CALIFORNIA | LOCAL
February 13, 1999
The latest in a series of anthrax hoaxes shut down several downtown city blocks Friday after a Los Angeles Times employee received and opened an envelope that contained a threatening letter and a small amount of gray powder. The material in the letter, police and FBI agents said Friday, was harmless and did not immediately appear to contain any of the biological agent's spores. Lt.
November 5, 2001 |
A white powdery substance discovered on the dashboard of an unlocked car in Bethesda does not contain anthrax spores, and agents are investigating the case as a possible Halloween hoax, the FBI announced. "It is negative. It is not anthrax," FBI spokesman Peter Gulotta said. "We are in the process of notifying the victim. This joins the many other hoaxes that have been called in lately."
January 10, 1992 |
A false report that President Bush died at a Japanese banquet came within seconds of being broadcast over CNN's Headline News early Wednesday, spurring renewed efforts on the part of the Atlanta-based all-news network to prevent such hoaxes from making their way to the airwaves in the future. CNN spokesman Steve Haworth acknowledged Thursday that Headline News anchor Don Harrison did begin to report "tragic" news at 6:45 a.m.
October 14, 2001 |
An out-of-work Norwalk man phones in four bomb threats to a Long Beach building in two weeks. Aboard a passenger jet bound for Chicago, a mentally unstable man rushes the cockpit. An ordinary pipe seen in a Phoenix street brings out a weary bomb squad besieged by a 600% increase in scares in the weeks after Sept. 11.
November 17, 1989 |
After a kidnaping scare based on messages from the Lebanese underworld, an American and two West Germans turned up safe Thursday, telling diplomats they had been held by robbers but had not been taken as hostages. West German Ambassador to Lebanon Wolfgang Goettelmann reported that Mounir Sami, 39; his 7-year-old son Daniel, and their American companion, Deborah Fahrend, 54, were never abducted, as was reported by a hitherto-unknown group, Organization of Just Revenge.
November 25, 1992 |
Curtis Sliwa said Tuesday that he faked his 1980 kidnaping and five other exploits to help the Guardian Angels survive its early years as a volunteer crime-fighting group. "I was wrong, but we were in a sprint for survival," Sliwa said. "We were just little people trying to get recognition for doing good work. In a sense it was like being Don Quixote." But he admitted that the constant media attention played a part in the deception. "It became like an intoxicant, a narcotic," he said.
June 17, 1993 |
Investigators in California and across the nation continued to follow up reports that syringes and parts of syringes have been found in Pepsi-Cola cans amid increasing evidence Wednesday that some of the claims are fraudulent. There have been at least 10 reports of needles found in Pepsi cans in California, none of which have been verified and at least three of which have proved false. A man has been arrested in Pennsylvania for making a false claim.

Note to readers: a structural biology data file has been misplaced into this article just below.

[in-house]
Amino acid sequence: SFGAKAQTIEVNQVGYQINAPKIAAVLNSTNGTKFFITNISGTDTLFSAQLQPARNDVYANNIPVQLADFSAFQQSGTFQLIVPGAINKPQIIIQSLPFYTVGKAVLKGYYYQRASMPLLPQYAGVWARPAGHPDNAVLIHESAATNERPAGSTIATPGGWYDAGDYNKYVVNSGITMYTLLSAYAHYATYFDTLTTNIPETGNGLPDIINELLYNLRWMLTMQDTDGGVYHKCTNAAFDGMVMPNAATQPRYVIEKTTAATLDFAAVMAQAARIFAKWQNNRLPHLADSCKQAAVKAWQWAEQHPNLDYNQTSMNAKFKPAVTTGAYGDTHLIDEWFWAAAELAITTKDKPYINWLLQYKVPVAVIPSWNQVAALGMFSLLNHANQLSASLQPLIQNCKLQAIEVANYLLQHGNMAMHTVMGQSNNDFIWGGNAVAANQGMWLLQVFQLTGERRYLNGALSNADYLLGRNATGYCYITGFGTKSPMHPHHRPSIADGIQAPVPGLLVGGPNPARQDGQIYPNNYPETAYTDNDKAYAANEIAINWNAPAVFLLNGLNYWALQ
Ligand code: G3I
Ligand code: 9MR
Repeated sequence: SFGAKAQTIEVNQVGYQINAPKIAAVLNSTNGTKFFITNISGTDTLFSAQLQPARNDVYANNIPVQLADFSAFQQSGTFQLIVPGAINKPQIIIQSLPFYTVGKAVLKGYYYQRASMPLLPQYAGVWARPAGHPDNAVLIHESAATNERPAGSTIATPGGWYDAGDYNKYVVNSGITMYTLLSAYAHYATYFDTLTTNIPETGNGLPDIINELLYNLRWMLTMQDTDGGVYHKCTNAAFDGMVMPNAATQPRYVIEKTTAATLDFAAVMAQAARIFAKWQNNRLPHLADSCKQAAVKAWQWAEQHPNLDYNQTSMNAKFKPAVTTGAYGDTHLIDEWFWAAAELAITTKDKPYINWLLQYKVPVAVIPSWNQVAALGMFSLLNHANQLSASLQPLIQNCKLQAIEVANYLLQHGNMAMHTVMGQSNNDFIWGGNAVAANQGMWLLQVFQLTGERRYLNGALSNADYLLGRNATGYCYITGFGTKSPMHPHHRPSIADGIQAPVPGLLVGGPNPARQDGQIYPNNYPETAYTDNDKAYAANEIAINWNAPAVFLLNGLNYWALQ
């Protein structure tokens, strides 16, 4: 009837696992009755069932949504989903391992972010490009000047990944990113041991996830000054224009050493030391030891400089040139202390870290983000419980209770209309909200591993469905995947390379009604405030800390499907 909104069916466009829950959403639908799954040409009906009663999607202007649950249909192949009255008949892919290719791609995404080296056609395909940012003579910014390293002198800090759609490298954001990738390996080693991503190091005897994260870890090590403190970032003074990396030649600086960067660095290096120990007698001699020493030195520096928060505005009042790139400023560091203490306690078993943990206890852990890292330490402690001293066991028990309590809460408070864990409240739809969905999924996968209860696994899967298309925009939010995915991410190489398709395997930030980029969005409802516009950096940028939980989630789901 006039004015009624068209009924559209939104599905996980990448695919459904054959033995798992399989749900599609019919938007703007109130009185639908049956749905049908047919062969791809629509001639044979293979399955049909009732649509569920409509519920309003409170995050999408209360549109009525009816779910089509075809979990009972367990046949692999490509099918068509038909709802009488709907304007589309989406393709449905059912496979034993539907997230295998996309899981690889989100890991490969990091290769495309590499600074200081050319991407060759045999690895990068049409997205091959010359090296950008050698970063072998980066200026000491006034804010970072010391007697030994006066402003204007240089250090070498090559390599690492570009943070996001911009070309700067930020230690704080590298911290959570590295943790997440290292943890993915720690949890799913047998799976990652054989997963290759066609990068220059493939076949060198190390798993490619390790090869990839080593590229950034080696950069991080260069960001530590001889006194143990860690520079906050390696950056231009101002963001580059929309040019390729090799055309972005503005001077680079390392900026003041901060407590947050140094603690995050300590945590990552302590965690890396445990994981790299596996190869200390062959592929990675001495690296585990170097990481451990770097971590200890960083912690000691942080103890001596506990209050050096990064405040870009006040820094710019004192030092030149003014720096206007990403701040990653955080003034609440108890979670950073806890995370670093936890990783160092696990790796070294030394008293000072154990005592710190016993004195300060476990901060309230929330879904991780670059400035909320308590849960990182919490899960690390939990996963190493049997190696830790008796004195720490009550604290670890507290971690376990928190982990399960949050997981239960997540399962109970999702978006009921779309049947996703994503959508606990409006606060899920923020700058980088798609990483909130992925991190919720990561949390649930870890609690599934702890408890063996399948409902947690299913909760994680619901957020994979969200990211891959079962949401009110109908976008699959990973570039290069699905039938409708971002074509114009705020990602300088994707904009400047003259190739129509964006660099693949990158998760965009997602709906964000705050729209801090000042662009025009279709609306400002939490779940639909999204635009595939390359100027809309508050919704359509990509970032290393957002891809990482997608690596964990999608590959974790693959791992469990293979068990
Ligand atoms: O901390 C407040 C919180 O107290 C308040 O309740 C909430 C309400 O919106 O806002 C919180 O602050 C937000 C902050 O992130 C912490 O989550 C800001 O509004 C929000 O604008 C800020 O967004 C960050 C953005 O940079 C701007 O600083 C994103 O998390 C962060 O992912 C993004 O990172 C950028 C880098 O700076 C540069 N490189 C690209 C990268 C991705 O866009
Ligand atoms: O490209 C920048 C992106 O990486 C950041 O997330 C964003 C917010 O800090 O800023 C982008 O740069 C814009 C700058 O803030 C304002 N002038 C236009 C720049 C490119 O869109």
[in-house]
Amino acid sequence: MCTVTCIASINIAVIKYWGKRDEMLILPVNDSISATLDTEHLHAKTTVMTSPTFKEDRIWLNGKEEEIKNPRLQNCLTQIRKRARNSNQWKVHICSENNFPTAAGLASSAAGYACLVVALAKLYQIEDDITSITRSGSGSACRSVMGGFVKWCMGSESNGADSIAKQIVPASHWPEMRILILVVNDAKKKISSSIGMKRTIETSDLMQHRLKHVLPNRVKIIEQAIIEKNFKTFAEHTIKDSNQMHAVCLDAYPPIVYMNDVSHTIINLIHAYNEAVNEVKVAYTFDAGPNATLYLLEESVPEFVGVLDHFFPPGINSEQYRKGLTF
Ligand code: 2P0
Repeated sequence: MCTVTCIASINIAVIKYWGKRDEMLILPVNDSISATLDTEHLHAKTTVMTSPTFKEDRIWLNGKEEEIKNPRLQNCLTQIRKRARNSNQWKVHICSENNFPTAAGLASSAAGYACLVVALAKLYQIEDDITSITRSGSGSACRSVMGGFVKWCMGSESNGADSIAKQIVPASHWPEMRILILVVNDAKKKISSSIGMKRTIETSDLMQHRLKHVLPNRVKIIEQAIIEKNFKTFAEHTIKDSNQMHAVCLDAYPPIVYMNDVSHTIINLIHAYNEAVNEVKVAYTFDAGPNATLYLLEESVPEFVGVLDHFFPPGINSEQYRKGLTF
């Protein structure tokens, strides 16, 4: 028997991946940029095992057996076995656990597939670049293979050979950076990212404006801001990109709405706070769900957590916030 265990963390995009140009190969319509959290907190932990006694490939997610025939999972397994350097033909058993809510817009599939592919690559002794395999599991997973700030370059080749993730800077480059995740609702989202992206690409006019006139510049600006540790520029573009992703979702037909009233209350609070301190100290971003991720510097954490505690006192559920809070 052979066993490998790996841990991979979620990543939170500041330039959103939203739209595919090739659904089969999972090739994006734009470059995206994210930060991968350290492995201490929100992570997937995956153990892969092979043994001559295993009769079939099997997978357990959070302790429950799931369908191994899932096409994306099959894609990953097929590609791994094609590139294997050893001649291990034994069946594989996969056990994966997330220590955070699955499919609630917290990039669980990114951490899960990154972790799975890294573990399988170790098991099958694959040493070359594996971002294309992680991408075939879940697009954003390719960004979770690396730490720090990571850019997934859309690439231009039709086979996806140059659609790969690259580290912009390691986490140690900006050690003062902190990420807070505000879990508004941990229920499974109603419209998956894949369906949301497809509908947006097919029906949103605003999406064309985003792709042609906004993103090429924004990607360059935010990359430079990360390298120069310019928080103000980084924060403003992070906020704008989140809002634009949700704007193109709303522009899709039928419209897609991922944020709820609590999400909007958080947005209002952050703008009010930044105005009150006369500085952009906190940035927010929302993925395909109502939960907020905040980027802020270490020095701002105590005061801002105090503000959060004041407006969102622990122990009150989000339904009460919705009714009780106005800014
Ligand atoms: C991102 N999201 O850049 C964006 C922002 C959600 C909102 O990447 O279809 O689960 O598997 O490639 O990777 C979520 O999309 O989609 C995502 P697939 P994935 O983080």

September 20, 1988 |
Officials of Manufacturers National Bank were a little curious one summer day in 1985, when they saw a television news crew interviewing a young man outside their Detroit headquarters. Curiosity turned to chagrin when they learned that the WKBD-TV reporter was talking to 18-year-old Mark D. Anderson about his just-announced plan to take over the bank's holding company, the third-largest in the state with about $6 billion in assets.
December 24, 2009 |
In a warning to other would-be reality television stars, a judge Wednesday sentenced the Colorado parents who claimed their 6-year-old son floated away in a balloon to spend time in jail for staging the hoax. "All of this was designed to attract attention," 8th Judicial District Chief Judge Stephen J. Schapanski told Richard and Mayumi Heene of Fort Collins. However, he said the couple wouldn't have to report to jail until after the holidays, a decision the judge said he was making for the sake of their three young sons.
April 13, 1991 |
Two of the KROQ-FM deejays involved in a phony on-air murder confession admitted on the air Friday morning that they concocted the hoax and apologized to their listeners. "We apologize," said Kevin Ryder in a recorded message. "We didn't think it was going to go this far." Ryder and Gene (Bean) Baxter stressed that management was not involved in the faked confession, which aired last June and involved deejay Doug Roberts. Ryder and Baxter promised never to pull another prank of this kind.